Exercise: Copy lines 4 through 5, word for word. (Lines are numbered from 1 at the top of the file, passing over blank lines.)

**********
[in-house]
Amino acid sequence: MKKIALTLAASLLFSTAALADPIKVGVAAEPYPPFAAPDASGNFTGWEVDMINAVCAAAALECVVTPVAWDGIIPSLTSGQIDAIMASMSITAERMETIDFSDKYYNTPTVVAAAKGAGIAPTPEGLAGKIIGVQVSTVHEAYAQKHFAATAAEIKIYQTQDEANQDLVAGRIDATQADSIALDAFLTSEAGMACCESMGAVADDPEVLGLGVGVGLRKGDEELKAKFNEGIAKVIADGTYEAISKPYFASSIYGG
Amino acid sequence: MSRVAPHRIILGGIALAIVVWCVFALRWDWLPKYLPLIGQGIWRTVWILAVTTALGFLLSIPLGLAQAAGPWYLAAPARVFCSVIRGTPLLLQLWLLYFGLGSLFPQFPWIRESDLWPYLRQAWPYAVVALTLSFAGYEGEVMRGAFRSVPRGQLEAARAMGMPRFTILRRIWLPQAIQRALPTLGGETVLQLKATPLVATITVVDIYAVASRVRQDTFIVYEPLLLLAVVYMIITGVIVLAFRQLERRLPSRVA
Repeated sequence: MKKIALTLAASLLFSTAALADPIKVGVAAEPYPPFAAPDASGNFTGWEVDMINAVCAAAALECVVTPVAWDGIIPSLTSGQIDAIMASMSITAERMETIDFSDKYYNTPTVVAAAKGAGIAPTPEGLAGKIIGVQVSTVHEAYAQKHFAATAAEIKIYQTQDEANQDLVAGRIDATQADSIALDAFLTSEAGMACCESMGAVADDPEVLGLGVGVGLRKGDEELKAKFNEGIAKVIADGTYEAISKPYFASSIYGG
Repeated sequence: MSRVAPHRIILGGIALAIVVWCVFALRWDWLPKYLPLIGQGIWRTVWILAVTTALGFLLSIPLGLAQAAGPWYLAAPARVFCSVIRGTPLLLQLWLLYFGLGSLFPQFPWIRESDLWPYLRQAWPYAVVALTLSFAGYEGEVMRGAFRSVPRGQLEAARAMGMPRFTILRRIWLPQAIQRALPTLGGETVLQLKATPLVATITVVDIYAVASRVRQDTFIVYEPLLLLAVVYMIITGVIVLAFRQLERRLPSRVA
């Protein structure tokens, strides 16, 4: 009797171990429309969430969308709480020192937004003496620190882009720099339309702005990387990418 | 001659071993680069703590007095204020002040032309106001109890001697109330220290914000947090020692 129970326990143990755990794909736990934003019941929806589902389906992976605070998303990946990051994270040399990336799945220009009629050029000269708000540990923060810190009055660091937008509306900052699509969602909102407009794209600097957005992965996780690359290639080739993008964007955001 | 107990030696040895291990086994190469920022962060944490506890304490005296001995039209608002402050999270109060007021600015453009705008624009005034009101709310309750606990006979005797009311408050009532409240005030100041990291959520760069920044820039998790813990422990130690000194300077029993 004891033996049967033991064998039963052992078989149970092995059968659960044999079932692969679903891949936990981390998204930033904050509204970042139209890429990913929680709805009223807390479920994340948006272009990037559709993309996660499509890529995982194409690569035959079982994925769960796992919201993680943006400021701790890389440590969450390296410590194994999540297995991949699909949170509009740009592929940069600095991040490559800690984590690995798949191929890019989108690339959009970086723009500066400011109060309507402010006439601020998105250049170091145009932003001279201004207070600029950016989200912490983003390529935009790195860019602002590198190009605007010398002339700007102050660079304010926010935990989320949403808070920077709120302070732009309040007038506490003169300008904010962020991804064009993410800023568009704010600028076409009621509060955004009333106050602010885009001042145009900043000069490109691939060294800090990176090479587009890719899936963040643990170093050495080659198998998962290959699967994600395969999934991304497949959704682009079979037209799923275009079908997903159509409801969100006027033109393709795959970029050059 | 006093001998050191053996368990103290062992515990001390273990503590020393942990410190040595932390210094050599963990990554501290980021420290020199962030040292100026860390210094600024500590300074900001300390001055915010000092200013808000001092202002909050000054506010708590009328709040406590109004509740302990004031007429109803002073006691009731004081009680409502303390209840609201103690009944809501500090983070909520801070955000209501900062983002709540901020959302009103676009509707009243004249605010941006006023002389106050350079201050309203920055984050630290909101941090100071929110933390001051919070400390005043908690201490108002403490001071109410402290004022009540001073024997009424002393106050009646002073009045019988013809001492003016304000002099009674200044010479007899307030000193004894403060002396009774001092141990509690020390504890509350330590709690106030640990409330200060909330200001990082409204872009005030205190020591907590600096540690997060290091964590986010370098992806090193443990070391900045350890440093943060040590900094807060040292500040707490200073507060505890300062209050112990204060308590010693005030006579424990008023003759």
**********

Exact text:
Repeated sequence: MKKIALTLAASLLFSTAALADPIKVGVAAEPYPPFAAPDASGNFTGWEVDMINAVCAAAALECVVTPVAWDGIIPSLTSGQIDAIMASMSITAERMETIDFSDKYYNTPTVVAAAKGAGIAPTPEGLAGKIIGVQVSTVHEAYAQKHFAATAAEIKIYQTQDEANQDLVAGRIDATQADSIALDAFLTSEAGMACCESMGAVADDPEVLGLGVGVGLRKGDEELKAKFNEGIAKVIADGTYEAISKPYFASSIYGG
Repeated sequence: MSRVAPHRIILGGIALAIVVWCVFALRWDWLPKYLPLIGQGIWRTVWILAVTTALGFLLSIPLGLAQAAGPWYLAAPARVFCSVIRGTPLLLQLWLLYFGLGSLFPQFPWIRESDLWPYLRQAWPYAVVALTLSFAGYEGEVMRGAFRSVPRGQLEAARAMGMPRFTILRRIWLPQAIQRALPTLGGETVLQLKATPLVATITVVDIYAVASRVRQDTFIVYEPLLLLAVVYMIITGVIVLAFRQLERRLPSRVA